Grijalva Asks DOI to Disclose Political Appointee Vetting Procedures After Racist and Delusional Statements by Interior Officials

Washington, D.C. – In the wake of multiple high-ranking Department of the Interior (DOI) officials making racist, delusional or conspiratorial public statements on social media, Ranking Member Raúl M. Grijalva (D-Ariz.) wrote to Interior Secretary Ryan Zinke today requesting “a detailed description of the vetting process at DOI for acting and permanent political appointees, including any review of relevant qualifications, background, and ethical considerations.”

Grijalva’s letter, available at http://bit.ly/2EHx0W2, is prompted by several recent embarrassing episodes at the Department.

In one high-profile instance, Kevin Sabo, acting chief of the Office of Congressional and Legislative Affairs at the Bureau of Reclamation, has “a history of posting social media material that promulgates conspiracy theories and incendiary speech from a public Facebook page which lists his official DOI job title,” including comparing the students who survived the recent Parkland school massacre to Nazis on the basis of their support for gun violence reduction policies.

“The Nazis took everyone’s guns away too,” Sabo wrote. “A lot of similarities with these kids.”

Sabo was disbarred from the Bar of the District of Columbia in 2003 following a felony conviction for attempted malicious wounding. He had cut the brake lines of a former girlfriend shortly after their breakup, causing the woman to hit a tree the next time she drove the vehicle. The incident was public record when he was nominated to his position.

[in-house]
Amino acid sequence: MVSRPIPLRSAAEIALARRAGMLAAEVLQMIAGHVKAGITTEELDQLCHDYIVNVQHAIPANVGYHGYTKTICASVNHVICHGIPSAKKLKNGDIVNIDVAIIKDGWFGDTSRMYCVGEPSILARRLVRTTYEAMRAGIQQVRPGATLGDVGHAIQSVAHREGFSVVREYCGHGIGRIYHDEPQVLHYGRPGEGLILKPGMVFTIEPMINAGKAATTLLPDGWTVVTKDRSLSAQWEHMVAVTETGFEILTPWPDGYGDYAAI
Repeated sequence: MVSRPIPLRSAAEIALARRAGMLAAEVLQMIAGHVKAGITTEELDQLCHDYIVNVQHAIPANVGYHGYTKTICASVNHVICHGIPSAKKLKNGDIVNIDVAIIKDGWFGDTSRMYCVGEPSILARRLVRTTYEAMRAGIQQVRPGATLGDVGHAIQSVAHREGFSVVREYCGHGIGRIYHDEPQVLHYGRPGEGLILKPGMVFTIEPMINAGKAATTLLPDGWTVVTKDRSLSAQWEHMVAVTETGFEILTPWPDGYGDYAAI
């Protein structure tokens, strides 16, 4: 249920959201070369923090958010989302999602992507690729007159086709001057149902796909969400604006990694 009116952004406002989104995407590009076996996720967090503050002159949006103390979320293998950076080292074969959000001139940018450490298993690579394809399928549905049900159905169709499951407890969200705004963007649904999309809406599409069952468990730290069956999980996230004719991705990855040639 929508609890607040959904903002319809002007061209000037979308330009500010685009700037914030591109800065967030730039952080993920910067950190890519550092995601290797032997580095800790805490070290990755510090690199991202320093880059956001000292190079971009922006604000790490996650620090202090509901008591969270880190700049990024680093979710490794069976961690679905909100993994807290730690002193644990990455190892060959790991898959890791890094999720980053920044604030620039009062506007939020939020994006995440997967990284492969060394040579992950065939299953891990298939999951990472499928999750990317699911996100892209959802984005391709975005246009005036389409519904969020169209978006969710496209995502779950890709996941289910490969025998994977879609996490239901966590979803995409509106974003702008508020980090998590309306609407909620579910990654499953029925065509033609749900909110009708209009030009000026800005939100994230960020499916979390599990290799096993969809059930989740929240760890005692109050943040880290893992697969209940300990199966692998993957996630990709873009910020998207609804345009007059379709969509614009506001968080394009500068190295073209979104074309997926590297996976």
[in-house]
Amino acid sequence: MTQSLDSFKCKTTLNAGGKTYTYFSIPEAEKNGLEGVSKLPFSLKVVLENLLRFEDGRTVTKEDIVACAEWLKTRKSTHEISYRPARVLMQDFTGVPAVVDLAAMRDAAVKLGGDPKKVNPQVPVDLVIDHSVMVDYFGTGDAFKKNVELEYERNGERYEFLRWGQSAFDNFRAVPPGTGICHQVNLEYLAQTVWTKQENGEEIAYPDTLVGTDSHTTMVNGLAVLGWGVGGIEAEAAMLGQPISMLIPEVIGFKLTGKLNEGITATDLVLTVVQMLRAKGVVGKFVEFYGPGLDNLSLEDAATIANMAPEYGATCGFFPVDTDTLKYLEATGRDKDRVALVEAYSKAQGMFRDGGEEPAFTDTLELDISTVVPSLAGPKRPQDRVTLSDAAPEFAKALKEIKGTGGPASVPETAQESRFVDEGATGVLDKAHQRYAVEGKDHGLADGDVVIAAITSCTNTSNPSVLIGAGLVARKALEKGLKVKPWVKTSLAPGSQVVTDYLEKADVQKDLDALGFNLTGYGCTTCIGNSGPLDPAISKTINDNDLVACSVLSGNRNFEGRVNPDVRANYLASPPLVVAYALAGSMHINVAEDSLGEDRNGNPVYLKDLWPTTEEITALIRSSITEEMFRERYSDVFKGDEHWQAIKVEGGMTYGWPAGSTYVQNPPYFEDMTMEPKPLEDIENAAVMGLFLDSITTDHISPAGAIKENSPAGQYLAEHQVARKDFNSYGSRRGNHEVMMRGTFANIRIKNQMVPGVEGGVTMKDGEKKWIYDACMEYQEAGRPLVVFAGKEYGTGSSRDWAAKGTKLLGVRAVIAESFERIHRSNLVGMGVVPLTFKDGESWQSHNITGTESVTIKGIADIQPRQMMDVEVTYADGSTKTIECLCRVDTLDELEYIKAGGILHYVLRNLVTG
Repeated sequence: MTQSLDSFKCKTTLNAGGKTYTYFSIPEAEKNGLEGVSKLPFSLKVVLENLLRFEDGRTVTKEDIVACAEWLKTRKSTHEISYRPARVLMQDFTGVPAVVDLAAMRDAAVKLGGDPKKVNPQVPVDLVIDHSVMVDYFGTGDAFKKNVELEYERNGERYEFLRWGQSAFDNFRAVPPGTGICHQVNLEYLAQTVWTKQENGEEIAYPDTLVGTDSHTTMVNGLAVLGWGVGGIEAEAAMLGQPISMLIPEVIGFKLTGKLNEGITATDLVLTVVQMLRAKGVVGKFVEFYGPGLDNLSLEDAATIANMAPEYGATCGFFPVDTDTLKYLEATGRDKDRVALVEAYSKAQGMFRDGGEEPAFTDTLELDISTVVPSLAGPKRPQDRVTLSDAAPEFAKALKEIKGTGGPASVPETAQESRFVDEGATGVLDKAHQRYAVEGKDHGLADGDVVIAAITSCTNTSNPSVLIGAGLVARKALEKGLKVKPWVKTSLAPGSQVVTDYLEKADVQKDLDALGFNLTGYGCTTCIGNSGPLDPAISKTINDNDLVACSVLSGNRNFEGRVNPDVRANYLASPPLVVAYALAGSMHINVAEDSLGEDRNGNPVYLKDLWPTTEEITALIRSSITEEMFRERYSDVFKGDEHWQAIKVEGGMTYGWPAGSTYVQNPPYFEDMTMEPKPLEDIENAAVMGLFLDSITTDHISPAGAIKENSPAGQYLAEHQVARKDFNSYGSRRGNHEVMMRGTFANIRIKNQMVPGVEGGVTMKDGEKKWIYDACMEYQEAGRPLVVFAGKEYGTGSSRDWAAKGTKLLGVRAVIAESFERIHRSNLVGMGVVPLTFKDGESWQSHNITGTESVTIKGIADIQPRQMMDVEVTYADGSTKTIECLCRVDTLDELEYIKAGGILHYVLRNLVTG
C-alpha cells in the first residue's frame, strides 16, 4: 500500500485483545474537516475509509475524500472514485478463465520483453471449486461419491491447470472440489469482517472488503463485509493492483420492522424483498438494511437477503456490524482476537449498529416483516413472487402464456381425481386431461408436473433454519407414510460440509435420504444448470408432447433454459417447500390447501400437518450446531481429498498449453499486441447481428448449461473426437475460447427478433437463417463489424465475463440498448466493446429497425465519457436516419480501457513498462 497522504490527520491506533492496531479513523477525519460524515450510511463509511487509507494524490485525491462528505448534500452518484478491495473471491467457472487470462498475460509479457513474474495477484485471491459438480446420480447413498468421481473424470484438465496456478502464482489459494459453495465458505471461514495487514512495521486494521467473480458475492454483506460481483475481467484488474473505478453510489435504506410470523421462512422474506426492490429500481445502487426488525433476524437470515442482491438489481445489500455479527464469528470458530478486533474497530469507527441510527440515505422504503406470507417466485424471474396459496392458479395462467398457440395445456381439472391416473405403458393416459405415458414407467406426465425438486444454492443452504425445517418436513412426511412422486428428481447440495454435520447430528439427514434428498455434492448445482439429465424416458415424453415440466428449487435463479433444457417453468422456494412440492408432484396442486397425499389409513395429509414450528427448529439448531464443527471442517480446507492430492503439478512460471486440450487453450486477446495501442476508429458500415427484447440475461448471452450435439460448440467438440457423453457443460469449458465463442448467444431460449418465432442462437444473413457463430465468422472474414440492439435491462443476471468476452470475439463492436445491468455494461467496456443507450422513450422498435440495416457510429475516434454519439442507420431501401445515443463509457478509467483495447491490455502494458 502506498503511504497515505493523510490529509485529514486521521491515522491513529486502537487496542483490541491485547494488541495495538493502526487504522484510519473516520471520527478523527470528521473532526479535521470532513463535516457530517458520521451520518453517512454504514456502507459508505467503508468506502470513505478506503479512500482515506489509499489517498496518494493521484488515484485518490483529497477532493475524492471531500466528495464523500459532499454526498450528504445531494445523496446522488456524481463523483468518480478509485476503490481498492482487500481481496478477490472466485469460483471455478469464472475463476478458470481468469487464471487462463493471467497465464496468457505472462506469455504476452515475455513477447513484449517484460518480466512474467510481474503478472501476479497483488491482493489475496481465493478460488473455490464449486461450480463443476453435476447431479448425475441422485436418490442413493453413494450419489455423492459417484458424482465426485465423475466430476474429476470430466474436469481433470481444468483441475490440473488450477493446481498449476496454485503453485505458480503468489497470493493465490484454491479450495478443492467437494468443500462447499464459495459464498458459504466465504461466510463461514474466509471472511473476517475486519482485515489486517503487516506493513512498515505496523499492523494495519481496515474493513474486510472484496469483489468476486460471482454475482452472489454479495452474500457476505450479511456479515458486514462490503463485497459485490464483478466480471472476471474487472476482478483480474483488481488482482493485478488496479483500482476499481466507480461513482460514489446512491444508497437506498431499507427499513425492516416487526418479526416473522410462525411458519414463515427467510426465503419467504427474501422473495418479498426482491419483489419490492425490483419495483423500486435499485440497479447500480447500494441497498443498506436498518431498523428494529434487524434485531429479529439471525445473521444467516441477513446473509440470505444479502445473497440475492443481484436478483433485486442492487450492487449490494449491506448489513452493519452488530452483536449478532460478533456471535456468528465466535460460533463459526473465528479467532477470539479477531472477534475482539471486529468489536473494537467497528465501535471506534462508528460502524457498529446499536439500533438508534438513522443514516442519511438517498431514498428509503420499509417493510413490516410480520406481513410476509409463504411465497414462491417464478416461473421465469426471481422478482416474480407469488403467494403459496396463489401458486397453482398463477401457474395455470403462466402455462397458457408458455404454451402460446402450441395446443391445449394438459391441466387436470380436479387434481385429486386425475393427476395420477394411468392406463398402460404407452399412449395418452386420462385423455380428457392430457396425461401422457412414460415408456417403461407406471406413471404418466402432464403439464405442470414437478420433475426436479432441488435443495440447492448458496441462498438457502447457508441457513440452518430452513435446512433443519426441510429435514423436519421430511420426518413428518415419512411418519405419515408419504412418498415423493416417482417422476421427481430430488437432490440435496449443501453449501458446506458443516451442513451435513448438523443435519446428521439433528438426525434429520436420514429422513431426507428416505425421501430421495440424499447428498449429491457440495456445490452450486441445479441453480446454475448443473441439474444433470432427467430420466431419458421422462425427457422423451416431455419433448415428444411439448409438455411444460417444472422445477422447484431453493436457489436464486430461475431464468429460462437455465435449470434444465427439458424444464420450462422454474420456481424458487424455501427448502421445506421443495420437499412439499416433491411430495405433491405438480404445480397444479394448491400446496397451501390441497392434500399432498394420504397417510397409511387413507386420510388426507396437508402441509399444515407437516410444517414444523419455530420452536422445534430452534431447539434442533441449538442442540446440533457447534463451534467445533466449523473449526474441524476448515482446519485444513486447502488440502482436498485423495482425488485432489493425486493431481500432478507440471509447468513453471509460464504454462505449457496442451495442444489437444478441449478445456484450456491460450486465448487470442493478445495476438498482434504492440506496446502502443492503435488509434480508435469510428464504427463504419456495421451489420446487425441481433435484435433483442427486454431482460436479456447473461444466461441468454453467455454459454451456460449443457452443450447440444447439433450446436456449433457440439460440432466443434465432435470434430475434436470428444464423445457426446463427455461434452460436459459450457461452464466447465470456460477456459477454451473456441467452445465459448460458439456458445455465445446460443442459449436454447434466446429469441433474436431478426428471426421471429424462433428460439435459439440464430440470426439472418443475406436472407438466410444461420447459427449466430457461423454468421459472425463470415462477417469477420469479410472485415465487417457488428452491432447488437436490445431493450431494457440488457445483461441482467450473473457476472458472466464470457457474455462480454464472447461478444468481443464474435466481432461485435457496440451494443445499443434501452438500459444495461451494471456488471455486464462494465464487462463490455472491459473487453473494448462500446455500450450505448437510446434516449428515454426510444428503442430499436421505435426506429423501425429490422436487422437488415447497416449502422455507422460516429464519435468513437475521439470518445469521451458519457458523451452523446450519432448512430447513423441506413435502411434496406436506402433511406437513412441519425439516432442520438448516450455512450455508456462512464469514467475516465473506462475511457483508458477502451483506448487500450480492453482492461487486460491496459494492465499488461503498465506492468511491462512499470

Another deeply troubling episode involved Christine Bauserman, a political appointee serving as one of Zinke’s special assistants, who “resigned after conspiracy theories, anti-Muslim comments, and anti-LGBT sentiments were uncovered on her social media accounts.”

As Grijalva writes, both incidents “raise questions about the effectiveness of the process for vetting political appointees.” His request includes both the vetting process at the DOI level and, “For political appointees at the bureau level, [. . .] the vetting process that DOI conducts prior to the individual bureau’s process.”

Grijalva’s request says nothing about the free speech rights of private citizens. Rather, he writes, his concern is based on how extremist views are represented as part of an official’s government service.

“Government employees are free to express their personal views on social media, but posting content while representing oneself as a civil servant is cautioned against in agency policy and raises ethics questions, particularly for those in leadership positions,” Grijalva writes. “Further, publicly sharing content that represents radical, hateful, or conspiratorial viewpoints degrades the American public’s trust in their leaders’ ability to make policies and decisions based on objective facts and science, not extremism and delusion.”

Zinke has not offered any clarity on why Sabo or Bauserman were initially placed in their respective positions – a curious omission, especially since both officials’ controversial histories were publicly available knowledge before they received their appointments.

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